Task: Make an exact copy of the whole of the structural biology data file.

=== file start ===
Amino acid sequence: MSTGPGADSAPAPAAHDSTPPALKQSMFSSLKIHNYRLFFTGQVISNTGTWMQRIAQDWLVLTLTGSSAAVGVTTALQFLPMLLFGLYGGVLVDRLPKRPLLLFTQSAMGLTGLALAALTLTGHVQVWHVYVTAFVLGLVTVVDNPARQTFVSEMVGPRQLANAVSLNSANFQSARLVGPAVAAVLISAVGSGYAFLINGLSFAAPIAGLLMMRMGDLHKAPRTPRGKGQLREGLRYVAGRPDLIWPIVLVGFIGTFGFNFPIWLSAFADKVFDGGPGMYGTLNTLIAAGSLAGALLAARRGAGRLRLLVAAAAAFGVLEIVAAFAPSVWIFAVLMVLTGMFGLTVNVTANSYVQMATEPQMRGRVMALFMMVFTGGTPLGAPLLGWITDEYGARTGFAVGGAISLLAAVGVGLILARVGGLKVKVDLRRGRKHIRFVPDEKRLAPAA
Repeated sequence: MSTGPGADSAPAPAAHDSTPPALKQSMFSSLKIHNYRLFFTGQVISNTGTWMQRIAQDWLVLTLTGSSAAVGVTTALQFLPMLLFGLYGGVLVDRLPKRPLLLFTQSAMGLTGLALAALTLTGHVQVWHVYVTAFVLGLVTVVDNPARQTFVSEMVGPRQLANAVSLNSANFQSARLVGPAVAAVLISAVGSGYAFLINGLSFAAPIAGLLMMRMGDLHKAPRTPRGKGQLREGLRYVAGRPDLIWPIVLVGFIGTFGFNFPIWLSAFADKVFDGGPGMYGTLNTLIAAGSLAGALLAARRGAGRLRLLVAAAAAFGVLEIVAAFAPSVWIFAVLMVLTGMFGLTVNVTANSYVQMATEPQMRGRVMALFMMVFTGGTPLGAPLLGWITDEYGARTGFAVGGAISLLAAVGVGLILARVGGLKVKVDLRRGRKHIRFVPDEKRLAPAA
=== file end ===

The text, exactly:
Amino acid sequence: MSTGPGADSAPAPAAHDSTPPALKQSMFSSLKIHNYRLFFTGQVISNTGTWMQRIAQDWLVLTLTGSSAAVGVTTALQFLPMLLFGLYGGVLVDRLPKRPLLLFTQSAMGLTGLALAALTLTGHVQVWHVYVTAFVLGLVTVVDNPARQTFVSEMVGPRQLANAVSLNSANFQSARLVGPAVAAVLISAVGSGYAFLINGLSFAAPIAGLLMMRMGDLHKAPRTPRGKGQLREGLRYVAGRPDLIWPIVLVGFIGTFGFNFPIWLSAFADKVFDGGPGMYGTLNTLIAAGSLAGALLAARRGAGRLRLLVAAAAAFGVLEIVAAFAPSVWIFAVLMVLTGMFGLTVNVTANSYVQMATEPQMRGRVMALFMMVFTGGTPLGAPLLGWITDEYGARTGFAVGGAISLLAAVGVGLILARVGGLKVKVDLRRGRKHIRFVPDEKRLAPAA
Repeated sequence: MSTGPGADSAPAPAAHDSTPPALKQSMFSSLKIHNYRLFFTGQVISNTGTWMQRIAQDWLVLTLTGSSAAVGVTTALQFLPMLLFGLYGGVLVDRLPKRPLLLFTQSAMGLTGLALAALTLTGHVQVWHVYVTAFVLGLVTVVDNPARQTFVSEMVGPRQLANAVSLNSANFQSARLVGPAVAAVLISAVGSGYAFLINGLSFAAPIAGLLMMRMGDLHKAPRTPRGKGQLREGLRYVAGRPDLIWPIVLVGFIGTFGFNFPIWLSAFADKVFDGGPGMYGTLNTLIAAGSLAGALLAARRGAGRLRLLVAAAAAFGVLEIVAAFAPSVWIFAVLMVLTGMFGLTVNVTANSYVQMATEPQMRGRVMALFMMVFTGGTPLGAPLLGWITDEYGARTGFAVGGAISLLAAVGVGLILARVGGLKVKVDLRRGRKHIRFVPDEKRLAPAA